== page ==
Best practice advice 1 Surveillance for cholangiocarcinoma and gallbladder cancer should be considered in all adult patients with PSC regardless of disease stage, especially in the first year after diagnosis and in patients with ulcerative colitis and those diagnosed at an older age.
Best practice advice 2 Surveillance for cholangiocarcinoma and gallbladder cancer should include imaging by ultrasound, computed tomography, or magnetic resonance imaging, with or without serum carbohydrate antigen 19-9, every 6 to 12 months
Best practice advice 3 Endoscopic retrograde cholangiopancreatography with brush cytology should not be used routinely for surveillance of cholangiocarcinomas in PSC.
Best practice advice 4 Cholangiocarcinomas should be investigated by endoscopic retrograde cholangiopancreatography with brush cytology with or without fluorescence in situ hybridization analysis and/or cholangioscopy in PSC patients with worsening clinical symptoms, worsening cholestasis, or a dominant stricture.
Best practice advice 5 Fine-needle aspiration of perihilar biliary strictures should be used with caution in PSC patients considered to be liver transplant candidates because of concerns for tumor seeding if the lesion is a cholangiocarcinoma.
Best practice advice 7 The decision to perform a cholecystectomy in PSC patients with a gallbladder polyp should be based on the size and growth of the polyp, as well as the clinical status of the patient, with the knowledge of the increased risk of gallbladder cancer in polyps greater than 8 mm.
Best practice advice 8 Surveillance for hepatocellular carcinoma in PSC patients with cirrhosis should include ultrasound, computed tomography, or magnetic resonance imaging, with or without α-fetoprotein every 6 months.
A recent study (KB Schwarz et al. JPGN 2019; 69: 588-94) highlights the chronic hepatitis B virus (HBV) phenotypes from a large pediatric North American cohort (n=371).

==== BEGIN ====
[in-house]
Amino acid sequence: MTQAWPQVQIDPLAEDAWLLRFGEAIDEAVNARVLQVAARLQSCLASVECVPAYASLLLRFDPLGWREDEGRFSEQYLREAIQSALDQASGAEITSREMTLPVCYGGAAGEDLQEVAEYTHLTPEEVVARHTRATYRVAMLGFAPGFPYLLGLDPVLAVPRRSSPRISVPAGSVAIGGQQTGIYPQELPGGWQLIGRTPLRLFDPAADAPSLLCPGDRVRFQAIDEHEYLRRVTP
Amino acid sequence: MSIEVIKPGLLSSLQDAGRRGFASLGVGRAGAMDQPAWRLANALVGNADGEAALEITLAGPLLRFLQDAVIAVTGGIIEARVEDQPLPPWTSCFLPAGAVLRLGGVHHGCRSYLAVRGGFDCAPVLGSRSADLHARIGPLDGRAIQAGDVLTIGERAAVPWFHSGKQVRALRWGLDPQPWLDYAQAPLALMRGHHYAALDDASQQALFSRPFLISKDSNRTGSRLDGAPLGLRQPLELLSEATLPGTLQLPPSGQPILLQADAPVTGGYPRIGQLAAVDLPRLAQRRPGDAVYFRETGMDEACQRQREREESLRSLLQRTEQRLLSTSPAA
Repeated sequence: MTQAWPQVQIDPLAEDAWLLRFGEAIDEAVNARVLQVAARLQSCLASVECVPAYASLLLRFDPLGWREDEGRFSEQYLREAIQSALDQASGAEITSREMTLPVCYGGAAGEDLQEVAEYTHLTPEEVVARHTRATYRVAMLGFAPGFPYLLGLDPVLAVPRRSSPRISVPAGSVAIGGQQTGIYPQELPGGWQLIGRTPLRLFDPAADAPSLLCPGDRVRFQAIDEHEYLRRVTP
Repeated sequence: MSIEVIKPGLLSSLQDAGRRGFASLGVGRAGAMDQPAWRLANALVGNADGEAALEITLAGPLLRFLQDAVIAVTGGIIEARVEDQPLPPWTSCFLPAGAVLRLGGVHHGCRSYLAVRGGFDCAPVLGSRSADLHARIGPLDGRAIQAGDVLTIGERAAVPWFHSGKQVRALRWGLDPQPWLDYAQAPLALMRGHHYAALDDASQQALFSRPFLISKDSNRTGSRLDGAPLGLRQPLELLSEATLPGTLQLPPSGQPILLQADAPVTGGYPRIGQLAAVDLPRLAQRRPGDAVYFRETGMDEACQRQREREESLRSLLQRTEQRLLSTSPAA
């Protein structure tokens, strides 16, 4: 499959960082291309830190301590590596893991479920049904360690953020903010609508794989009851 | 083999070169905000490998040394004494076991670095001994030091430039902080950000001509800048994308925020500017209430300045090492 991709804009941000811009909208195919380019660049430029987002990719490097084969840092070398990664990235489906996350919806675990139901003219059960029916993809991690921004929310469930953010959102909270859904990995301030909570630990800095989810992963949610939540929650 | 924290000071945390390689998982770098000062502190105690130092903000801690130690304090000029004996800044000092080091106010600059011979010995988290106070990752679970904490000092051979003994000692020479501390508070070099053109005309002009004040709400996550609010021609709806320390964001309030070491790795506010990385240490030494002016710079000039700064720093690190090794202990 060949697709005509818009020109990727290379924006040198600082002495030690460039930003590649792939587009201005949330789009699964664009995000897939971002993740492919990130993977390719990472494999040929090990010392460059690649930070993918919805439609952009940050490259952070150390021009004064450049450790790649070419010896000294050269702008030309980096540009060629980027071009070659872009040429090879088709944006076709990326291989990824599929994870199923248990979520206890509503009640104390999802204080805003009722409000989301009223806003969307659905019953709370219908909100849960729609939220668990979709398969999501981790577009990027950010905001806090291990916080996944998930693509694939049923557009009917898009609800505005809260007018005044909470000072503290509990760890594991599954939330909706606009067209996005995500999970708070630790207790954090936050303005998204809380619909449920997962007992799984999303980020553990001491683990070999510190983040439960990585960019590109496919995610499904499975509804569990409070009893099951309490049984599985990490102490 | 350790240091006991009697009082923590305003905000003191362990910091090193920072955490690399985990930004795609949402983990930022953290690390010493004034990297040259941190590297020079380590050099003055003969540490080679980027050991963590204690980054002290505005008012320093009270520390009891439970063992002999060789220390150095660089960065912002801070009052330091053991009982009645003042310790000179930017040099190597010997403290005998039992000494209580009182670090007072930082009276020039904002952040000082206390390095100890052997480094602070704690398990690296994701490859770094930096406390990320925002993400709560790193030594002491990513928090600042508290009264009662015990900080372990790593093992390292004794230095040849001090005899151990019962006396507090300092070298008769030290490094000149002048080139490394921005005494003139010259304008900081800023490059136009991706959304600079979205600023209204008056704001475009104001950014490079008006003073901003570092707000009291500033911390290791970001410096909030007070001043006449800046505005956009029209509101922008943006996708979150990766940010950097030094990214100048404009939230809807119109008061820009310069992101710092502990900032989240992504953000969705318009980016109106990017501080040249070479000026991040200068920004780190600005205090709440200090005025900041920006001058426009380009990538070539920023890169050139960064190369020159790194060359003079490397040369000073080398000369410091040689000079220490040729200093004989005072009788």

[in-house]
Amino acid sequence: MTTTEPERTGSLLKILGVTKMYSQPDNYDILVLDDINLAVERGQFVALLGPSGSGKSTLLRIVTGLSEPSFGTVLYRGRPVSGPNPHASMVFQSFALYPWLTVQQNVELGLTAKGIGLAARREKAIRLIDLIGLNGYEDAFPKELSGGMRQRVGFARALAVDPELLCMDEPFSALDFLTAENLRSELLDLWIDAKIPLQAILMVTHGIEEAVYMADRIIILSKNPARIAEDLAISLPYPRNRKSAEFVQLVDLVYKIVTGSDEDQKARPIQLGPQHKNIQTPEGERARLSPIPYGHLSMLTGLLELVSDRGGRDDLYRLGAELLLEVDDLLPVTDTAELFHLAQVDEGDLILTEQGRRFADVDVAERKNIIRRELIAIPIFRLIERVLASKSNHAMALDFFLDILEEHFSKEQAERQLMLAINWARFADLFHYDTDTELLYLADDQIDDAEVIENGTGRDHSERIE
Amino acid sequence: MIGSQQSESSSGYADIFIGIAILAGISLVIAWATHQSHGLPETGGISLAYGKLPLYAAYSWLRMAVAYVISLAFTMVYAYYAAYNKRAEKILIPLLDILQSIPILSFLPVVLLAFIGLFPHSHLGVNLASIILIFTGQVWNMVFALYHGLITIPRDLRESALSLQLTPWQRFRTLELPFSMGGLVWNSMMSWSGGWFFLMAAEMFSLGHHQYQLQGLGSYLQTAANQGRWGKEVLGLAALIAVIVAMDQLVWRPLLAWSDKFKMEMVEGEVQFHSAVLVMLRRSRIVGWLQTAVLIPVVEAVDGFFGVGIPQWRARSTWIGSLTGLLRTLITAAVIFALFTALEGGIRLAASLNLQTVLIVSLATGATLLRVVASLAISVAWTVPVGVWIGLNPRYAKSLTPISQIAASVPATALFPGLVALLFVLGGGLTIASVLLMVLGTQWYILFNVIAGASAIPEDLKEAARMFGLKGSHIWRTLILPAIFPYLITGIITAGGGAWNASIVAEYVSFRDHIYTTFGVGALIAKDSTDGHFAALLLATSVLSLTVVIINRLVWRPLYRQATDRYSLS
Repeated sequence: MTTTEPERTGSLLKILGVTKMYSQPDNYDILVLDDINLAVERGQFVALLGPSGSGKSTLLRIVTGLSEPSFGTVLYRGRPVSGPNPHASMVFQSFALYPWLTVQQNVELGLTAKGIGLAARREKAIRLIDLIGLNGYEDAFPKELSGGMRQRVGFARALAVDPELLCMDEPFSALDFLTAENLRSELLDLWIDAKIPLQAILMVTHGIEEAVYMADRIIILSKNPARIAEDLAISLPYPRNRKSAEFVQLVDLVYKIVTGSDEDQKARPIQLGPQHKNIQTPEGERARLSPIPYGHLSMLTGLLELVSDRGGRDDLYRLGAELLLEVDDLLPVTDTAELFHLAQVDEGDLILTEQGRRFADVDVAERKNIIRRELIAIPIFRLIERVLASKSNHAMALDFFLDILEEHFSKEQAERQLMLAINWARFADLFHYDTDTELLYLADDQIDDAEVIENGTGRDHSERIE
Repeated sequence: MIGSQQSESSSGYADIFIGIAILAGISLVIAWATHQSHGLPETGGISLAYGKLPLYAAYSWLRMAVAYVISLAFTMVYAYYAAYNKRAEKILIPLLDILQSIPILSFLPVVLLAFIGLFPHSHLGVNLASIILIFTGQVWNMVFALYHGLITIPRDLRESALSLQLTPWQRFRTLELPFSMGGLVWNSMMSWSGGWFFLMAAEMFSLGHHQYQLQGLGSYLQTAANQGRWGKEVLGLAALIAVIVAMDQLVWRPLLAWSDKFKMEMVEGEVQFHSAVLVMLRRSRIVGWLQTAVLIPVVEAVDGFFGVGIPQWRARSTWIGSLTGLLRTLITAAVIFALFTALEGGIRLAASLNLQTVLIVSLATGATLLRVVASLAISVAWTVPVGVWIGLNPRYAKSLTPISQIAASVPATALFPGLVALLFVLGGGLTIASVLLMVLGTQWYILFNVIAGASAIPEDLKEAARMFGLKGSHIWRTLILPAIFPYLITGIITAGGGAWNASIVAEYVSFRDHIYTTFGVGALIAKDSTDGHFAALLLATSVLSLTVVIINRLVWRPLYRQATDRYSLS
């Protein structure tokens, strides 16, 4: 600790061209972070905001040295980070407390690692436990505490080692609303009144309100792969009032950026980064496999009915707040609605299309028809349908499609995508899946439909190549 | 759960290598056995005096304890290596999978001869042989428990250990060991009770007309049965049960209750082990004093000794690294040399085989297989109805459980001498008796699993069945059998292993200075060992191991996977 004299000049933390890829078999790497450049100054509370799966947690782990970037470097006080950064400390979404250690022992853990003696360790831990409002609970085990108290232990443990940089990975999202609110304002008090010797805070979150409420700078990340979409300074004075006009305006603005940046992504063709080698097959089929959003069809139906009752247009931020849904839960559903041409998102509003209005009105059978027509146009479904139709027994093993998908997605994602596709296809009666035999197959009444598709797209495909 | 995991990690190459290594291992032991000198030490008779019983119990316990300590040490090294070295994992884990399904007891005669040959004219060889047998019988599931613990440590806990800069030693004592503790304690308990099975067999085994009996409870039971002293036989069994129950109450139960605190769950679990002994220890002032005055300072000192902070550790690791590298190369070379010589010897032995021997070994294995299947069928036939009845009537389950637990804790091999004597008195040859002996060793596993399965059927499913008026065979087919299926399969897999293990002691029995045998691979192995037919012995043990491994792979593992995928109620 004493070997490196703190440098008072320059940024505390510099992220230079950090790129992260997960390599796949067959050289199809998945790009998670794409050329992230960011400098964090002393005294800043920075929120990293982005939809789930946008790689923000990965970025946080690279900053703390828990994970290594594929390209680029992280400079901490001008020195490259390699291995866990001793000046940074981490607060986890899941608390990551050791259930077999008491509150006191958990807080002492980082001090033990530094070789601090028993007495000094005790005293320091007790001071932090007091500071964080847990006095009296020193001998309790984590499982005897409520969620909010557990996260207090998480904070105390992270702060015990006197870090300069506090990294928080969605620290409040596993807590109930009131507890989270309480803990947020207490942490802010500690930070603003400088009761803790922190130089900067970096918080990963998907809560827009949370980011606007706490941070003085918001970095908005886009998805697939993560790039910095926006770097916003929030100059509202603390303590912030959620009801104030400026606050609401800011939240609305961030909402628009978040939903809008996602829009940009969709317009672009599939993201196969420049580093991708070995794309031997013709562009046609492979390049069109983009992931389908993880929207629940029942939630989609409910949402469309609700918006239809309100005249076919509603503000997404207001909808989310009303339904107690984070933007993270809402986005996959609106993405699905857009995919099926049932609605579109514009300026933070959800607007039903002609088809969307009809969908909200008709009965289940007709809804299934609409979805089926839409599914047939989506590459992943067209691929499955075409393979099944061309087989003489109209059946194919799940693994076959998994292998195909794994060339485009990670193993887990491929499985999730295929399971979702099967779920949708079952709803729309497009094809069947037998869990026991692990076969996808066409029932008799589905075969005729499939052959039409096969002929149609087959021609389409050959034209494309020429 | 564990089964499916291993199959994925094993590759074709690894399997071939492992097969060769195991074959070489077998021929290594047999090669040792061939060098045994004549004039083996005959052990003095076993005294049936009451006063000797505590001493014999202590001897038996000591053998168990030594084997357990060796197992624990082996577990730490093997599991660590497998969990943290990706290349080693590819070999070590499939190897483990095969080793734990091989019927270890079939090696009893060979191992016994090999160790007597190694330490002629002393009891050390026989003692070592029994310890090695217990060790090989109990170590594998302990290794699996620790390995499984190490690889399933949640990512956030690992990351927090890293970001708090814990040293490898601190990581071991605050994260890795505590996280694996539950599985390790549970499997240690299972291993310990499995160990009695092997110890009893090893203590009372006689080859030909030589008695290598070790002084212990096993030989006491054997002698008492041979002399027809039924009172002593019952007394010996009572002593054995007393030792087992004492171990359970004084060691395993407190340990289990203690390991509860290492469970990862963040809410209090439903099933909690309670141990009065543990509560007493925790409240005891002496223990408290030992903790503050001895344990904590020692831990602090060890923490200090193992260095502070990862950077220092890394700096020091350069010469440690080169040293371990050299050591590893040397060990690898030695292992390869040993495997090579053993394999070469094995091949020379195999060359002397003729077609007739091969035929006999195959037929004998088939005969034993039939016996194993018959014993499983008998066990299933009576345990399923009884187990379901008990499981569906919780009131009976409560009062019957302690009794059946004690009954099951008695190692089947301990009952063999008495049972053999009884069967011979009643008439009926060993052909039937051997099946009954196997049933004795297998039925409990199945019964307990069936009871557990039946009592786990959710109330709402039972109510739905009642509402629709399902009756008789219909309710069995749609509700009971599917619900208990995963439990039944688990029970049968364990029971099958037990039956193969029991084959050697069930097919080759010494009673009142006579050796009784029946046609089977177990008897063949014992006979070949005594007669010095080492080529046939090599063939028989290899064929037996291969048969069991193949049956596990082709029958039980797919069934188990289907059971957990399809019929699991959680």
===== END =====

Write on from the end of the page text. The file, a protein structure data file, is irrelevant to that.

Immune-tolerant HBV was define by HBe-Ag-positivity along with normal ALT levels.
Inactive carrier were HBe-Ag-negative with low HBV DNA/normal ALT.
Chronic hepatitis B (HBeAg positive and HBeAg negative) had high HBV DNA and abnormal ALT values.
Indeterminant HBV had characteristics did not allow them to classified in these four categories.
If local laboratory normative values were used 36% of children would have been classified as immune-tolerant*. However, this drops down to 12% if updated upper limits of normal (ULN) are used based on Figure 3.
Using updated ULN, 62% had immune active HBeAg+ disease, 12% with immune-tolerant HBV, 4% with immune-active HBeAg-negative disease, 6% with inactive carrier, and 16% indeterminant HBV.
*There are a few discrepancies between Figure 3 and the abstract data. The abstract states that 82% would be considered to have chronic hepatitis B (this is 62% in figure 3). The abstract states that 35% were immune-tolerant based on local lab values.
The data presented were cross-sectional data at time of patient enrollment.
My take: this study shows that very few children in this cohort were immune tolerant based on more precise ULN values. The authors note that the cohort who were immune tolerant were largely drawn from Asian children (most often infected perinatally).